As for Lynch, he is a life-long practitioner of Transcendental Meditation, something I find rather puzzling. I’ve been initiated in TM long time ago, practiced it for 3-4 months & left it because: a) I’ve seen that there are available meditative practices galore & that TM is rather superficial & dull, 2) TM is based on lies. It is basically mantra-yoga where you repeat mantras supposedly specially designed for you. Just, those “special” sacred words are names of Hindu gods & their attributes & are assigned to you depending on your age when initiated. They are cataloged in 2 years periods.

    Lynch is astonishingly naive. He’s not anti-Christian nor anything similar. Just, his is Hollywood Airhead spirituality. Not that there is anything wrong with that….

  62. I thought Mr. Lynch was going to give us a new alt-right view of film. A new perspective. Something we can’t get from a 100 other – left/liberal film reviewers. And he gives us….a positive review of “blue Velvet”? WTH?!

    Blue Velvet is just a well-made piece of trash. Nothing wrong with that, if that’s what you like. Its certainly better than 95% of the badly made pieces of Trash Hollywood churns out. But so what? But its like praising the McRib for being the best food at McDonald’s. The problem with Trevor is he seems be like most film critics. He watches so much boring Hollywood slop, that when he sees a piece of interesting Hollywood slop, he’s so grateful, he overpraises it.

    So, what’s next, Trevor telling what a wonderful Alt-right move MASH is? Or how the “The Help” really is a great movie? Stay tuned.

  63. “I would genuinely have a hard time imagining a more repugnant two and a half ours of one’s life than being trapped in a theater watching one of their films.”

    Ok. I understand, the violence the graphic images, and even the relational perspective can be jarring. But I am concerned what prevented you leaving the theater. Unless you are being strapped into your seat, I have to infer that the film has so eviscerated your mind that were frozen in place. I think one has to ask themselves why they did not leave a film by a creator, director you despised to begin with.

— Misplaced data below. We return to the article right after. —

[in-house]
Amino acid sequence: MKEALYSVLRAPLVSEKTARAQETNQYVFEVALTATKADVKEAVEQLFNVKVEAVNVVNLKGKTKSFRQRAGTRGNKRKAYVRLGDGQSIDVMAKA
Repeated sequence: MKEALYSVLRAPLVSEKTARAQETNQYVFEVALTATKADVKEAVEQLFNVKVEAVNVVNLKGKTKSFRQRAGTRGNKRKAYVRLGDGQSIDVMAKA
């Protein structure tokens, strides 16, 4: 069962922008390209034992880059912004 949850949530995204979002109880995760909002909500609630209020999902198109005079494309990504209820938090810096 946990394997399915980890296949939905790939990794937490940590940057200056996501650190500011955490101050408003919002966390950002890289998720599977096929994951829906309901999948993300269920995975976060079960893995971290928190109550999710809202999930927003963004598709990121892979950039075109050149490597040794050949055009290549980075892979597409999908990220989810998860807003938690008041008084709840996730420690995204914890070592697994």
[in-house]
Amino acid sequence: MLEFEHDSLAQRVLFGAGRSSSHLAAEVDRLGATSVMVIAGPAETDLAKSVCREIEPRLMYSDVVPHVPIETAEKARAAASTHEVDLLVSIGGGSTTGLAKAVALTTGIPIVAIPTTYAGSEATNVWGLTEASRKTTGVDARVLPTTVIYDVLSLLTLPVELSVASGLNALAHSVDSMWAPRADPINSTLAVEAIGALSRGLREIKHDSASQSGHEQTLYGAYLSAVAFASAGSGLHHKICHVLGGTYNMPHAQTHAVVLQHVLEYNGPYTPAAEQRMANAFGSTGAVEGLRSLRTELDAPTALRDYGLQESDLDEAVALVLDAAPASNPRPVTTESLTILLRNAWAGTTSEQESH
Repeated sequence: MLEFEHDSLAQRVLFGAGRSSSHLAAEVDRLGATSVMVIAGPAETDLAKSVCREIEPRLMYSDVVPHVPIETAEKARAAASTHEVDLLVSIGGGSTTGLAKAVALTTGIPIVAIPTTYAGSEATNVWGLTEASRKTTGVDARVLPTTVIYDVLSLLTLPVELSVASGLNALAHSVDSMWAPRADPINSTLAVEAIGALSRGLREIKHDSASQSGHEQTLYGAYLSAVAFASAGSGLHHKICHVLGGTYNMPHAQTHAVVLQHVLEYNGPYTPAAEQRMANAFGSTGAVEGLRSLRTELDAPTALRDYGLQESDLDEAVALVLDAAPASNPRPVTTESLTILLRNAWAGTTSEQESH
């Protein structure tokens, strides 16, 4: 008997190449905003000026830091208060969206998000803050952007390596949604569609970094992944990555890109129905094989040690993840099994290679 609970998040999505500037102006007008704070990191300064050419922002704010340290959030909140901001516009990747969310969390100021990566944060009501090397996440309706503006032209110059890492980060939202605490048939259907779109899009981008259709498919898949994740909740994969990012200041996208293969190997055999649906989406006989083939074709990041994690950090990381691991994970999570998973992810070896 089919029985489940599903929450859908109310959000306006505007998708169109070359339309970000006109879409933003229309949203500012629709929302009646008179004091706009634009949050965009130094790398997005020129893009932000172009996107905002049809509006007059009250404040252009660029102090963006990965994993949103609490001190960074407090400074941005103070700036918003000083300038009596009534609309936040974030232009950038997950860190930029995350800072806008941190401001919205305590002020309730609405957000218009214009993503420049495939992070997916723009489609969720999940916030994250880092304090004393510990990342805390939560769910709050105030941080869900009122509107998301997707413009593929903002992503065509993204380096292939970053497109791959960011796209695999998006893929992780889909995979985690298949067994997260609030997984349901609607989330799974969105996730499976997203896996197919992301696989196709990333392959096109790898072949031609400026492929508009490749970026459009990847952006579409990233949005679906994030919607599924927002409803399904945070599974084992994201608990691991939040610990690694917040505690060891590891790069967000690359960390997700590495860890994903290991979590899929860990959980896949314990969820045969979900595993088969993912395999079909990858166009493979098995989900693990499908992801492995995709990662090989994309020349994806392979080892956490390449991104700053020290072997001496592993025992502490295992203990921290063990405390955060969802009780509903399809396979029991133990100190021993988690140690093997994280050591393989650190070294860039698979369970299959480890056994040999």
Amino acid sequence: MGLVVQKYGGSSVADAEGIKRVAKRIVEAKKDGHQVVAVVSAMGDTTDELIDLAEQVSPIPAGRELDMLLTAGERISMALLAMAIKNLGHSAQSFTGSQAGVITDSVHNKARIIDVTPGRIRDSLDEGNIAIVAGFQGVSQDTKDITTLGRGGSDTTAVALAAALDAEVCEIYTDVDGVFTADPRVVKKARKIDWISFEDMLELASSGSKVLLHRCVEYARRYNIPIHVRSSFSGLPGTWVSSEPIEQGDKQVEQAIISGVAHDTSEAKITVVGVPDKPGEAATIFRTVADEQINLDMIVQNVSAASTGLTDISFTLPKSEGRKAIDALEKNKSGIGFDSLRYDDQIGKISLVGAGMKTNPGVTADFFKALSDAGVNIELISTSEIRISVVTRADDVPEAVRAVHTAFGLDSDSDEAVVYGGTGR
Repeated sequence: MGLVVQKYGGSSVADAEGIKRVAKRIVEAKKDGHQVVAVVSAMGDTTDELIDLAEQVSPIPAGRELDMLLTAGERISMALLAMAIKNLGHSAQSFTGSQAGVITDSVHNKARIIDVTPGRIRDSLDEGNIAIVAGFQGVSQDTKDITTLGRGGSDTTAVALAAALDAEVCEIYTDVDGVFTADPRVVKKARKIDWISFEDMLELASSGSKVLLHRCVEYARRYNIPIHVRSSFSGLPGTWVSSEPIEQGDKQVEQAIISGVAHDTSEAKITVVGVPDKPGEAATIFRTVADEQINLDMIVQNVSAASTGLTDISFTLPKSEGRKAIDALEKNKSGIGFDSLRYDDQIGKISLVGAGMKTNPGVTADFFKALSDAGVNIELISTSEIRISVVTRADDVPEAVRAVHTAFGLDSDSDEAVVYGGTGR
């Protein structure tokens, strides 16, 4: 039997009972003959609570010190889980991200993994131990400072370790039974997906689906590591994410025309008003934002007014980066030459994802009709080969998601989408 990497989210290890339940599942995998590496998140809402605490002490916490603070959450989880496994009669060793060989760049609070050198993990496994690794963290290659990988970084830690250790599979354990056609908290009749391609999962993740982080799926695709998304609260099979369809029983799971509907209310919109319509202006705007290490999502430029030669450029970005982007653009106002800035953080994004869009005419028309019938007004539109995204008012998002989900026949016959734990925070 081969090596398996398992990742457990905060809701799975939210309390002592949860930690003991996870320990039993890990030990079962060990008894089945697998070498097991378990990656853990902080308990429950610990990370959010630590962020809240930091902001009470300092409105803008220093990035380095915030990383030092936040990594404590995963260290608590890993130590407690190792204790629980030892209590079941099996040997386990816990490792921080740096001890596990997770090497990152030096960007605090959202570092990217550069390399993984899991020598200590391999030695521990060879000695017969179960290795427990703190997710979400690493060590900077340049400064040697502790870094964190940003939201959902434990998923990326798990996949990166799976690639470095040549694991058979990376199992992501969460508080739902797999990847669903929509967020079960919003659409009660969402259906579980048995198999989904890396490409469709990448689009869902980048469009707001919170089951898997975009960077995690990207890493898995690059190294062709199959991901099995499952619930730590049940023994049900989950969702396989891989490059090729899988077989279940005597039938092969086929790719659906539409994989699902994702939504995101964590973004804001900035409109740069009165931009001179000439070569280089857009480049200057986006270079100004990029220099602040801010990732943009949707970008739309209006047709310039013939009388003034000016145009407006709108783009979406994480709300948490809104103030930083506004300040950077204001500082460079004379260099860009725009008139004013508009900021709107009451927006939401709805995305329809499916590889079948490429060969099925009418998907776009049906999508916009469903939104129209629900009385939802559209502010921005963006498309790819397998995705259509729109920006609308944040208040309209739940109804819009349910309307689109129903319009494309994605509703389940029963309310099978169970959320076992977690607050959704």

When I think of Mr. Tarantino, I don’t consider his consider merely the obvious – graphics, language, immorality . . . but the story. D’jango Unchained was absolutely over the top, but underneath the foundation is simply a tale told since story tellers started telling stories. Boy falls for girl and come heck or high water — that love will not be denied. Smoothly woven into place by the story of Drusilla(?).

    Blue Velvet, it’s goodness that redeems, it’s wholesomess that wins the day. And in my view it is the character of Laura Dern that serves as the conduit of redemption.

    (And I don’t think that is merely because of my personal feelings).

    ————————————————————–

  64. That Mr. Lynch is capable of getting actors willing to delve into those spaces of the human psyche — great performances.

    ———————————————–

    Film recommend: Late Night — if one can get past all of the politically correct blandness, though they introduce some interesting concepts, they hang in annoyance.

    Emma Thompson is delightful. That they emasculated her at the end — mistake.

    • Replies: @anon
  65. anon[251] • Disclaimer says:
    @EliteCommInc.

    how does one emasculate a female?

  66. Jack ⧝ says:
    @atlantis_dweller

    For many men, the unconscious drives are indeed the strongest drives because they have not cultivated any conscious intention. Probably most or all of us are born that way, with a disordered soul, which Christians consider the result of original sin. Some men, by the grace of God, have a desire to seek order in their soul, to seek truth over falsehood, and goodness over evil. Others are seemingly content to live as animal-men. God gives us all that choice. And we reap the consequences of our choices.

  67. Jack ⧝ says:
    @Logan